So Are We Getting a Rebound or Not?

 | Jun 13, 2017 | 6:00 AM EDT
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It used to be human nature that when folks saw stocks fall apart (like the technology names did the last few days), they panicked. Now my inbox is filled with "Can we buy them?"

Have folks become conditioned to buying every single one-day decline in technology, or do contrarian calls not work in a trend so strong? I believe it's more the former than the latter. Why? Because despite the chatter, the volatility index for the Nasdaq 100 did in fact get jumpy on Monday, and that means some fear crept into this group. As I have tried to explain, when I look for a VIX to be jumpy, I want it to look like a breakout and then see the reversal in that breakout. I think that is what we saw Monday.

Then there is the volume. For the second consecutive day, volume in the PowerShares QQQ (QQQ) , an ETF to be long the Nasdaq, was over 100 million shares. That is very unusual, and high-volume declines in the QQQ tend to lead to rebounds.

There is also the fact that the ratio of the Russell 2000 to Nasdaq has surged a bit too much for even my taste. Using the ratio of the Russell 2000 ETF (IWM) and QQQ, we can see this ratio has run very far, and if trendlines can be used on ratio charts, there is some resistance here. A near-term pullback should not surprise any of us, and that would mean the QQQ acts better for a day or so.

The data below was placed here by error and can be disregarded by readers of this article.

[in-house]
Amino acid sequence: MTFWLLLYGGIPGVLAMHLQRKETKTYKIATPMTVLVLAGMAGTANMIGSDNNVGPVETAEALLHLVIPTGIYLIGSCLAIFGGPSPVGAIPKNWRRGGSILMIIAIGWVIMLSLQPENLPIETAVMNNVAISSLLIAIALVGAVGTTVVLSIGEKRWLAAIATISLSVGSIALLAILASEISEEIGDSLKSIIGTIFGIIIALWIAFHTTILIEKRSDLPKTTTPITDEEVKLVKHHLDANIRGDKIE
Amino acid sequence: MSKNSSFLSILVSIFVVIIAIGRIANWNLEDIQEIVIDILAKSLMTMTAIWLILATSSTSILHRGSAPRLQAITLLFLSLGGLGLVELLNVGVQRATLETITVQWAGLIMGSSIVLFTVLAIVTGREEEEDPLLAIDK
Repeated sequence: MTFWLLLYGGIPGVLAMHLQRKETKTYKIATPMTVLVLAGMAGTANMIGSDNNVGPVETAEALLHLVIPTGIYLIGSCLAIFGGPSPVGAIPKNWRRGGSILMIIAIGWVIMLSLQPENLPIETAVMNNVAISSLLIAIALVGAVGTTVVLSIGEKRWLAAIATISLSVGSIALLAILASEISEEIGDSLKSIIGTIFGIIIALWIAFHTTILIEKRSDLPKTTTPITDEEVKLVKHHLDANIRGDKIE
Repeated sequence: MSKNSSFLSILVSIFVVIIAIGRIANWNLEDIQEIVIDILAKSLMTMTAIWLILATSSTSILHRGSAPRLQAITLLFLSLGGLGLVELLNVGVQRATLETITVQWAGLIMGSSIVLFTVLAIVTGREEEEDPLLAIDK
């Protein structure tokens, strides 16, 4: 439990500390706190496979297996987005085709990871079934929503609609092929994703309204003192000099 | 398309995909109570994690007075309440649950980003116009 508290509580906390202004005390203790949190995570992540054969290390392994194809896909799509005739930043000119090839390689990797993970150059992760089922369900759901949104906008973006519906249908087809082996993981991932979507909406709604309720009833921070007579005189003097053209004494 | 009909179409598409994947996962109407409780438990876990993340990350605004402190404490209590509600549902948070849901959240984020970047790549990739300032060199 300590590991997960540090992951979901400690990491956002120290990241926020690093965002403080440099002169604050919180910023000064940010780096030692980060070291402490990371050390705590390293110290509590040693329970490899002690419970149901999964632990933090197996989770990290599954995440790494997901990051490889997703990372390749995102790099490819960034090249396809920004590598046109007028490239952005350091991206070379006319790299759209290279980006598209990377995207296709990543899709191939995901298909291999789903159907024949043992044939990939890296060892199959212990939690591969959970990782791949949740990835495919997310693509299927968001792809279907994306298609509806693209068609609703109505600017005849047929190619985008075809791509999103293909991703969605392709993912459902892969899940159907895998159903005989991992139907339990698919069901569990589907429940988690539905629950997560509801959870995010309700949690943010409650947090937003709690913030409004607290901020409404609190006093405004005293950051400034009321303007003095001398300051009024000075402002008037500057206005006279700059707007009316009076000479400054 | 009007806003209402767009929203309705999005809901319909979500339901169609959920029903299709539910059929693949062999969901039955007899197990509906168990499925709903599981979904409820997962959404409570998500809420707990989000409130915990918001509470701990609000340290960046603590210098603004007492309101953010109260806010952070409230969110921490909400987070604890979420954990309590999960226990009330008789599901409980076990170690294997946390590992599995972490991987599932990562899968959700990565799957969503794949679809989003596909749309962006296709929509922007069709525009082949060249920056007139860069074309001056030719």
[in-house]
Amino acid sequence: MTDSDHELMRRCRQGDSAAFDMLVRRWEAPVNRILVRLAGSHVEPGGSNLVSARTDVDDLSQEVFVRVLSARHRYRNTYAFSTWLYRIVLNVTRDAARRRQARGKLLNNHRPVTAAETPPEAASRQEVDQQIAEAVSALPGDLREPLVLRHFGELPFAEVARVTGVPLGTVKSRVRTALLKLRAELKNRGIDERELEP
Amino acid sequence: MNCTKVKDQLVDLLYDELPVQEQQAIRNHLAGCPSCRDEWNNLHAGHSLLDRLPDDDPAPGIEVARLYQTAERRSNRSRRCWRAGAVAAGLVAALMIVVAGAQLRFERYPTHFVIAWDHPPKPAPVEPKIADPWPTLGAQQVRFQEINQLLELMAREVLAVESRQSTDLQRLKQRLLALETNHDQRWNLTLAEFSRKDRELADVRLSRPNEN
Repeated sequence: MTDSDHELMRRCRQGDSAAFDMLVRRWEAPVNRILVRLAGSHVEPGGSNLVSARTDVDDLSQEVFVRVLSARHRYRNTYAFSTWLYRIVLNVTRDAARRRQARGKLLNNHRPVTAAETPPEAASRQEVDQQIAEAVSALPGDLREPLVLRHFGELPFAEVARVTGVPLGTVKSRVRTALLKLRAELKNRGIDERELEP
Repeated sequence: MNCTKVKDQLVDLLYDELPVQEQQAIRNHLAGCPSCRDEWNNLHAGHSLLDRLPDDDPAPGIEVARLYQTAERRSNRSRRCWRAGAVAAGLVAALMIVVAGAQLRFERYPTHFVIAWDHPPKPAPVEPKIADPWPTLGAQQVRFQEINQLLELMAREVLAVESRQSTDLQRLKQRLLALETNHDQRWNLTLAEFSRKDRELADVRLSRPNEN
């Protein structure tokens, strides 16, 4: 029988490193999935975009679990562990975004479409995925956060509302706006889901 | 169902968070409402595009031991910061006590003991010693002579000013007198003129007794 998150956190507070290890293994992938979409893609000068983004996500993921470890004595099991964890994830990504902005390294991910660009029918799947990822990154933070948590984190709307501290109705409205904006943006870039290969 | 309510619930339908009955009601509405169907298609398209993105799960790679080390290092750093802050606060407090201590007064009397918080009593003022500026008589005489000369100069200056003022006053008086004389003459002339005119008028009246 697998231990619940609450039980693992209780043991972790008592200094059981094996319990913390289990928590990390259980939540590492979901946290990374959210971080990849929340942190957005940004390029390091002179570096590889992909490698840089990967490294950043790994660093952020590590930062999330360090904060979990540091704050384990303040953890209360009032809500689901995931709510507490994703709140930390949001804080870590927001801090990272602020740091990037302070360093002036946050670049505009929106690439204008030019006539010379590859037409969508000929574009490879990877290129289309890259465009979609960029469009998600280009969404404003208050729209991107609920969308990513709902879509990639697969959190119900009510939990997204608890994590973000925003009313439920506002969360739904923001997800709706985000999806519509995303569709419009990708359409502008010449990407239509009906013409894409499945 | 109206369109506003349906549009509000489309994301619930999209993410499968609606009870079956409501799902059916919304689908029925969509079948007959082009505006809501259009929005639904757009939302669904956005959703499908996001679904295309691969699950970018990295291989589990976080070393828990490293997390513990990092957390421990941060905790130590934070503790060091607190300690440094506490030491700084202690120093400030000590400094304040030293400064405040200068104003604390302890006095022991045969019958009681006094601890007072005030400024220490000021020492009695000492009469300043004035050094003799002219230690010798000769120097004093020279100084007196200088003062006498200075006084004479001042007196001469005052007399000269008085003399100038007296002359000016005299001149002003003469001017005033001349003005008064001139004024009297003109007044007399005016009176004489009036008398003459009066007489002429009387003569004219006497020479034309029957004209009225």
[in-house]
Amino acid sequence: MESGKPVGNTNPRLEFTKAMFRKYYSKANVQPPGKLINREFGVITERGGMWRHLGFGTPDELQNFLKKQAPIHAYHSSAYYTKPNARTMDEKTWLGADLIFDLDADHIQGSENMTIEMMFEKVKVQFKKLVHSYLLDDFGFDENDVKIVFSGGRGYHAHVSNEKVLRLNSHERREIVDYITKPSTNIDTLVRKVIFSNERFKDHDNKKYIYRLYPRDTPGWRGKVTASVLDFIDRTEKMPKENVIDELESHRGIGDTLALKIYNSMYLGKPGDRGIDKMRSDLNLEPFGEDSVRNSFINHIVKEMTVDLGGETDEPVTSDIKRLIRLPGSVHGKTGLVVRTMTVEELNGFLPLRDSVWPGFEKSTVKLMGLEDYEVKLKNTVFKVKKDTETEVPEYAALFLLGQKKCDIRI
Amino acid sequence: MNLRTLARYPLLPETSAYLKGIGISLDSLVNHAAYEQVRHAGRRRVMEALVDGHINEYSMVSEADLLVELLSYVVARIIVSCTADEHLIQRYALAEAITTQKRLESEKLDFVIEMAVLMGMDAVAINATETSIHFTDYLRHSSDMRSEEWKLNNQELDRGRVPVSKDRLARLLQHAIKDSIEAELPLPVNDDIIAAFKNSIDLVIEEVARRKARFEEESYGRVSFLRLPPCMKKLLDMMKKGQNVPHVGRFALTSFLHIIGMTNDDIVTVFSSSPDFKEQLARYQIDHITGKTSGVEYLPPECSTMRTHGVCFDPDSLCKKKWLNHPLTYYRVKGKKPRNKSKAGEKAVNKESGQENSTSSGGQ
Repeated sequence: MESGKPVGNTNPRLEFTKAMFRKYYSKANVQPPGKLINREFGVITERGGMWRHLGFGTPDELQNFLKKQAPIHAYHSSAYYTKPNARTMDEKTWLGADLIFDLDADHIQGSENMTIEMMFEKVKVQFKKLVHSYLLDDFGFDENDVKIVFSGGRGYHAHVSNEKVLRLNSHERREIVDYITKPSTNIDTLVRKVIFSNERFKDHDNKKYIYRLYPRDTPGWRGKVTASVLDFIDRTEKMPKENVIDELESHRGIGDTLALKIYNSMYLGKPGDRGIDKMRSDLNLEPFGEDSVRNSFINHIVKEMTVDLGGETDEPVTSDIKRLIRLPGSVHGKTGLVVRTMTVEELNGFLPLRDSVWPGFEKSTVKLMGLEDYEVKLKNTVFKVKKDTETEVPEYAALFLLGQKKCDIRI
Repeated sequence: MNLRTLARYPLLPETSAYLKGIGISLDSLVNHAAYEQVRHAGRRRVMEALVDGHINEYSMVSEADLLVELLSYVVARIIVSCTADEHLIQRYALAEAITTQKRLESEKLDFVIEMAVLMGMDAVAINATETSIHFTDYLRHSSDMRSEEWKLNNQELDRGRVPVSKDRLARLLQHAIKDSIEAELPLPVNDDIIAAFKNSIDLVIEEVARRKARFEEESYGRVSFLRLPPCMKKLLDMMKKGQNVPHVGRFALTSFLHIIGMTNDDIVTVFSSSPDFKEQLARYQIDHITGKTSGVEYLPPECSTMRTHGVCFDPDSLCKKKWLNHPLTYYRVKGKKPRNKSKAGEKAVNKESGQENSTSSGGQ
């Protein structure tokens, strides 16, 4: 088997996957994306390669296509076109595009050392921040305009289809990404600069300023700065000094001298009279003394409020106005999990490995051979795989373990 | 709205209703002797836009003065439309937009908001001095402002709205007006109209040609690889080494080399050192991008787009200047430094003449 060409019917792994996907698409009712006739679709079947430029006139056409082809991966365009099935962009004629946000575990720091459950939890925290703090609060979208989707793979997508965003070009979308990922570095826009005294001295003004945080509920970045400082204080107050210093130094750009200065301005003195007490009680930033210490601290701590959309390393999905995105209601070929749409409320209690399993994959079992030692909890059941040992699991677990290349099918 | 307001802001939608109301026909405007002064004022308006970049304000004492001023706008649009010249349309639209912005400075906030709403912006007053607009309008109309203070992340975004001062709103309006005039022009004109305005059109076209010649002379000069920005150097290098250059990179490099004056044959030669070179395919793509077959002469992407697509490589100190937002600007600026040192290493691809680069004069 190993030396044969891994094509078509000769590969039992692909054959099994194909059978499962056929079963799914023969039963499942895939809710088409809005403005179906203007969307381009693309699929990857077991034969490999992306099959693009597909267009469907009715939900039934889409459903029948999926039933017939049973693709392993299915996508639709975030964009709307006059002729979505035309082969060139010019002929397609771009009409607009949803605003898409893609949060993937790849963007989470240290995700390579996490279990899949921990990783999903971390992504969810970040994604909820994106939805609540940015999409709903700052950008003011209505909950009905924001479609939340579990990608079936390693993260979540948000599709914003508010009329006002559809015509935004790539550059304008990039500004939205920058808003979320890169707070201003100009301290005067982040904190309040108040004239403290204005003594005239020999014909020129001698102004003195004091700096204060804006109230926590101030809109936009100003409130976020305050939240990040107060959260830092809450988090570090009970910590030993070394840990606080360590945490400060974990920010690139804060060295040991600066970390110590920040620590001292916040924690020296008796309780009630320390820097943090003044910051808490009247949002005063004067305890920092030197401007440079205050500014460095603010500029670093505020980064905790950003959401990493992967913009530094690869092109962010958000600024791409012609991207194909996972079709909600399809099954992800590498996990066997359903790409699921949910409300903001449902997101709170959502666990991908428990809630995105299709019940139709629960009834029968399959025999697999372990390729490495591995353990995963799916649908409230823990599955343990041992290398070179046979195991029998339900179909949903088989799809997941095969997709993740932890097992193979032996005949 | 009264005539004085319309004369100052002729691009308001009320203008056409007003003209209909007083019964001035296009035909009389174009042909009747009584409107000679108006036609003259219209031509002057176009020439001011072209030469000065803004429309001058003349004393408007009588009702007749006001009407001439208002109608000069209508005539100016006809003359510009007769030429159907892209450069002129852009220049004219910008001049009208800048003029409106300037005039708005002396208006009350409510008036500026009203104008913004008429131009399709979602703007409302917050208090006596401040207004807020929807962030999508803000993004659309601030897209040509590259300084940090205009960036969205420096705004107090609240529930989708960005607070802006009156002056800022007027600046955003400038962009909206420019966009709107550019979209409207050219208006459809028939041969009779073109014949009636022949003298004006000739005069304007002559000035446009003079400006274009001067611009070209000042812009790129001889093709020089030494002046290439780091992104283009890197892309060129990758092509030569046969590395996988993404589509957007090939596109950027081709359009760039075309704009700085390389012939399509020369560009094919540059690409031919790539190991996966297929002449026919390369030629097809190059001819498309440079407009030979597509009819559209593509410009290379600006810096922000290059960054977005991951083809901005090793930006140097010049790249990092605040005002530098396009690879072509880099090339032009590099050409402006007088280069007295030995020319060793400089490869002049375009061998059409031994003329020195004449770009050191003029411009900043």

So yes, all of this adds up to a rebound of sorts. But I ask you to look at the chart of Apple (AAPL) , which by the way is no longer "beloved Apple" because it has been replaced in the "beloved" category by Amazon (AMZN) . It is, however, still well liked. That is quite a breakdown. It also occurred from a lower high. Take a close look and notice that AAPL hasn't made a new high since early May. Also notice that AAPL rather handily took out that May 17 low. That is not good news for Apple fans.

The green area is a support zone, so yes, AAPL should bounce, but a rally to the underside of that broken line is likely the limit for AAPL for now. The stock gave back six weeks of upside in two days and it did so easily. At $90, there were lists of reasons not to like AAPL. I haven't seen those types of lists here at $140. I suspect we will see them at some point, perhaps the next time it swings back down.

Sure, I think we see a rebound in these names. But I also think we're not quite done with the volatility in the market.

For more market analysis from Helene Meisler, sign up for Top Stocks, published five times a week.



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